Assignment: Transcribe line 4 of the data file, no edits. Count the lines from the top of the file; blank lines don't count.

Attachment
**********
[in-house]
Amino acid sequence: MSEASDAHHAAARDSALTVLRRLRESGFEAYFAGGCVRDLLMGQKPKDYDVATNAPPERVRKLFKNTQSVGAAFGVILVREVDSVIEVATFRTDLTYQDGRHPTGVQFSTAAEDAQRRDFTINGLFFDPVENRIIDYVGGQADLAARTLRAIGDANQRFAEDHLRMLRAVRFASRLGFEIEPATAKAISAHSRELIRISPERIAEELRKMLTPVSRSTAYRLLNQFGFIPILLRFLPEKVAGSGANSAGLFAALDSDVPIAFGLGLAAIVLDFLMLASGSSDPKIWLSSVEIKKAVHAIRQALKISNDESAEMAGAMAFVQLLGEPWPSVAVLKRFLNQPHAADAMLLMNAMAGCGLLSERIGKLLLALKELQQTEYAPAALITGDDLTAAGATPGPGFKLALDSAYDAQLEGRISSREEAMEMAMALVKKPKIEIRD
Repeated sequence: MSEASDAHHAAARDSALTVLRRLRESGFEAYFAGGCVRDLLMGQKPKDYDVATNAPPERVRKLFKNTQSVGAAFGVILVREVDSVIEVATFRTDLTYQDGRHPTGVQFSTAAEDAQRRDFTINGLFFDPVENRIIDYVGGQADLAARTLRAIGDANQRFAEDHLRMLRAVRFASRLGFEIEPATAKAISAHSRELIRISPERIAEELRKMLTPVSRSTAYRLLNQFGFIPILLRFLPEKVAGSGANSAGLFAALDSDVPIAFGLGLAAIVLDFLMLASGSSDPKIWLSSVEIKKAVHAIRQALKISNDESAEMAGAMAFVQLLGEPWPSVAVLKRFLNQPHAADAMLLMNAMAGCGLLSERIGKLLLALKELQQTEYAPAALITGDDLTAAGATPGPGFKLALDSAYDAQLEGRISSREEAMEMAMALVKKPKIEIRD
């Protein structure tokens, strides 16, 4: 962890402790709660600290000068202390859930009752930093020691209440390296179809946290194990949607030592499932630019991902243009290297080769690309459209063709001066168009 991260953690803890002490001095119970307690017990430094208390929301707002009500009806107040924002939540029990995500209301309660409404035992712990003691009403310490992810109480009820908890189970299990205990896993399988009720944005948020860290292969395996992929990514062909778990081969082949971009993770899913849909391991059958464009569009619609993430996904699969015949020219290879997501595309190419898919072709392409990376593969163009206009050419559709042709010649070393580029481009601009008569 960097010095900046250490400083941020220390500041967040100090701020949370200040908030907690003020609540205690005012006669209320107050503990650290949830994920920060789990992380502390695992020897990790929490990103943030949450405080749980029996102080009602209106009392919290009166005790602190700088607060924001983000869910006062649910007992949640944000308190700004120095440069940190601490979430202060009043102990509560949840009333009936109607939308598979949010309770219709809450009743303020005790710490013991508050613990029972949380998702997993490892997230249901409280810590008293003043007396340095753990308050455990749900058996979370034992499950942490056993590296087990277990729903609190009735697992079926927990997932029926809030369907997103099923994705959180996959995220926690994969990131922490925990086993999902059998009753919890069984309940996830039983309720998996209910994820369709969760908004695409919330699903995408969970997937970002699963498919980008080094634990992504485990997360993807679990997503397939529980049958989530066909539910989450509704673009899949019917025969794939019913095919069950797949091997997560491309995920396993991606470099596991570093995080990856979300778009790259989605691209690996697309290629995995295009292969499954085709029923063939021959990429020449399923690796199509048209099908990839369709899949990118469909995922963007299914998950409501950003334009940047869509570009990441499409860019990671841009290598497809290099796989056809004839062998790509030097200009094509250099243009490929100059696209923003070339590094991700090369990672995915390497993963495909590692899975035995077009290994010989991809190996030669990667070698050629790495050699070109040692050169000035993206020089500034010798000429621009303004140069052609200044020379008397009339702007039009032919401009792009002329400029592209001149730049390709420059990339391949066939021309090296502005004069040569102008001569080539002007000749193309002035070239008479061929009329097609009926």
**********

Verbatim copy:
């Protein structure tokens, strides 16, 4: 962890402790709660600290000068202390859930009752930093020691209440390296179809946290194990949607030592499932630019991902243009290297080769690309459209063709001066168009 991260953690803890002490001095119970307690017990430094208390929301707002009500009806107040924002939540029990995500209301309660409404035992712990003691009403310490992810109480009820908890189970299990205990896993399988009720944005948020860290292969395996992929990514062909778990081969082949971009993770899913849909391991059958464009569009619609993430996904699969015949020219290879997501595309190419898919072709392409990376593969163009206009050419559709042709010649070393580029481009601009008569 960097010095900046250490400083941020220390500041967040100090701020949370200040908030907690003020609540205690005012006669209320107050503990650290949830994920920060789990992380502390695992020897990790929490990103943030949450405080749980029996102080009602209106009392919290009166005790602190700088607060924001983000869910006062649910007992949640944000308190700004120095440069940190601490979430202060009043102990509560949840009333009936109607939308598979949010309770219709809450009743303020005790710490013991508050613990029972949380998702997993490892997230249901409280810590008293003043007396340095753990308050455990749900058996979370034992499950942490056993590296087990277990729903609190009735697992079926927990997932029926809030369907997103099923994705959180996959995220926690994969990131922490925990086993999902059998009753919890069984309940996830039983309720998996209910994820369709969760908004695409919330699903995408969970997937970002699963498919980008080094634990992504485990997360993807679990997503397939529980049958989530066909539910989450509704673009899949019917025969794939019913095919069950797949091997997560491309995920396993991606470099596991570093995080990856979300778009790259989605691209690996697309290629995995295009292969499954085709029923063939021959990429020449399923690796199509048209099908990839369709899949990118469909995922963007299914998950409501950003334009940047869509570009990441499409860019990671841009290598497809290099796989056809004839062998790509030097200009094509250099243009490929100059696209923003070339590094991700090369990672995915390497993963495909590692899975035995077009290994010989991809190996030669990667070698050629790495050699070109040692050169000035993206020089500034010798000429621009303004140069052609200044020379008397009339702007039009032919401009792009002329400029592209001149730049390709420059990339391949066939021309090296502005004069040569102008001569080539002007000749193309002035070239008479061929009329097609009926």